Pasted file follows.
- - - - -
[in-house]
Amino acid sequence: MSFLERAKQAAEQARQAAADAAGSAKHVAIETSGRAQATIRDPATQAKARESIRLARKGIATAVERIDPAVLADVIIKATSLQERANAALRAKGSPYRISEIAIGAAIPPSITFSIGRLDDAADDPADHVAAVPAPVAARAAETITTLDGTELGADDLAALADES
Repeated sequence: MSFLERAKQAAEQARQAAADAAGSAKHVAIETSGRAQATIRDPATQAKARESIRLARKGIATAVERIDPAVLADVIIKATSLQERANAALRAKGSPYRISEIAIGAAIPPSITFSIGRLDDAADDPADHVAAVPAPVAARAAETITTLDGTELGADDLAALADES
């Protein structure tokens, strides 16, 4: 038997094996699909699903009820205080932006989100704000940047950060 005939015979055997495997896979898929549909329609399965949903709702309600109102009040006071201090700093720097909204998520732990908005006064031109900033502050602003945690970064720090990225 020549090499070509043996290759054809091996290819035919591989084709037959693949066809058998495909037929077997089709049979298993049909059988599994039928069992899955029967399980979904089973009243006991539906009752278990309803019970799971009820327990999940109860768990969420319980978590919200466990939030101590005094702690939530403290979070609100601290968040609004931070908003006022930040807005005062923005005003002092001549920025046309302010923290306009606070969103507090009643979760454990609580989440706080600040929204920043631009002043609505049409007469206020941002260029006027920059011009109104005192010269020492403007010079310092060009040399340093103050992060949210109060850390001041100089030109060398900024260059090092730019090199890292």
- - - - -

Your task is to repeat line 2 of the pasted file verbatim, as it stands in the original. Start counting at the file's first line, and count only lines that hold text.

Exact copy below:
Amino acid sequence: MSFLERAKQAAEQARQAAADAAGSAKHVAIETSGRAQATIRDPATQAKARESIRLARKGIATAVERIDPAVLADVIIKATSLQERANAALRAKGSPYRISEIAIGAAIPPSITFSIGRLDDAADDPADHVAAVPAPVAARAAETITTLDGTELGADDLAALADES